Thoughts: This is a very impressive Reposado. The barrel aging process really shines here, where the Blanco was very forward on the palate, the Reposado is much more complex. There is a lot more going on but the flavors are all a bit muted but not in a bad way. I wish I had more so I could compare the Blanco to the Reposado and I could really get into the differences that the 6 months in the barrel made.


Aged 18 months  |  MSRP $99.99

Nose: The nose is not nearly as intense as it was on the previous three samples. There is a hint of oak which is to be expected after 18 months in a barrel. It was hard to find anything that really stood out on the nose with this one.

Taste: This one was saving itself for when you drink it as opposed to when you smell it. It’s a flavor bomb. Very smooth, there is no burn or any of the typical harsh flavors you get when drinking most tequilas.

Thoughts: This is a really special tequila. The Anejo has won multiple awards and I can see why. It’s spectacular. A friend that was tasting with me called this the “greatest tequila that he’s ever tasted.” If you’re going to spend up on a bottle of ultra-premium tequila, you can’t go wrong with this one.

Origen – Extra Anejo

Aged 6 years  |  MSRP $269.99

Nose: This smells like what you’d envision an amazing tequila would smell like. It has a much more of a nose than what you’d expect from a tequila. There is also a stronger agave nose than with the previously tasted expressions.

Taste: Some slight vanilla notes as well as a hint of spice on the finish. It was hard to pin down the spice. I kept going back and forth between black pepper and cinnamon.

Thoughts: This one was really good as well. I had no idea how limited or how expensive this one was until I researched the suggested pricing the day after I did the tasting. 6 years is a long time to age a tequila and you can really taste the effect the barrel aging has on this tequila. Again, it’s really good but you’d have to be really into tequila and/or ultra-aged spirits to spend up for a bottle of this.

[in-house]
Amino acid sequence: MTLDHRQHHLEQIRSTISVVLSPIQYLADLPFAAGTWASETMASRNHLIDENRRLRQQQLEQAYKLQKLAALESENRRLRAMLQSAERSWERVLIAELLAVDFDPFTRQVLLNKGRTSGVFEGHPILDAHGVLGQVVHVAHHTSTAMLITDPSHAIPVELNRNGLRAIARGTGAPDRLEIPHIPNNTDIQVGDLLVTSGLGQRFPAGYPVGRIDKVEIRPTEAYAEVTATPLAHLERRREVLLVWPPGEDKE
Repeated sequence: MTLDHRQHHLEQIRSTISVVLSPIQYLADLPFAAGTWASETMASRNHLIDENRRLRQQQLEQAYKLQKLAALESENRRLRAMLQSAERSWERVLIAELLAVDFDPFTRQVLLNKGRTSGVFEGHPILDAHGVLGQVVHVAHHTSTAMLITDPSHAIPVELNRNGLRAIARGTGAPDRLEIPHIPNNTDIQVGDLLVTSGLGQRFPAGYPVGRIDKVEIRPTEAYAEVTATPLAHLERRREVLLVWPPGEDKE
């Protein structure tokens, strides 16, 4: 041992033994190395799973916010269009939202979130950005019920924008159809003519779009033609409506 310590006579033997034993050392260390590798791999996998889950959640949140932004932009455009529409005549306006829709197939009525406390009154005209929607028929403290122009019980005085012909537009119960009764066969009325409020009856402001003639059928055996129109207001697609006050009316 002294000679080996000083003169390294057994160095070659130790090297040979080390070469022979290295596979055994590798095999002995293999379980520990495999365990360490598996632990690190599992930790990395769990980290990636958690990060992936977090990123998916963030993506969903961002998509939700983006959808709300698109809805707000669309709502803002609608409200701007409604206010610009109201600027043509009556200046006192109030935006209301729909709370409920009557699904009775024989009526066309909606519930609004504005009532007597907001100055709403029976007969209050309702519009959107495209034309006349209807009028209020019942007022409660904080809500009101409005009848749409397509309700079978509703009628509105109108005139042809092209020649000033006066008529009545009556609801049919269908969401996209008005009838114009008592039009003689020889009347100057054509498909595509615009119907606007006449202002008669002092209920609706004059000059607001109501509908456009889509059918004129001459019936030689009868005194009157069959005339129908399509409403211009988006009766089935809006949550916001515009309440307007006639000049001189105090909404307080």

I am in no way shape or form anywhere close to a Master Tequilero. Most of my knowledge is bourbon based but tequila is my second favorite spirit and I really do enjoy it. This tasting was fun and I discovered not only a new brand that I had never heard before, but I discovered at least two amazing bottles that I’ll be purchasing for personal consumption. The Codigo Blanco is great. I’m usually not a Blanco fan but this one really opened my eyes. If you like tequila, you need to try this one.  By far and away, my personal favorite was the Anejo. It was just flat out amazing and not just for a tequila. This one is a must try if you like sipping tequilas. It’s not cheap but do yourself a favor and find a bar or a restaurant with a good tequila selection and try this. You’ll be glad you did. I’m going to be looking for a bottle of this ASAP for my home bar. The Origen was really good but I can’t justify spending $250+ on a bottle of almost anything, especially a non-bourbon.

Hopefully this article has encouraged you to branch out and try something new or unfamiliar. The Bourbon & Banter team always want you to #DrinkCurious and we will continue to branch out in the upcoming months to give our readers a bit more coverage beyond bourbon. Don’t worry, there will still be PLENTY of bourbon content. We just want to give you some content on other spirits from the perspective of bourbon enthusiasts.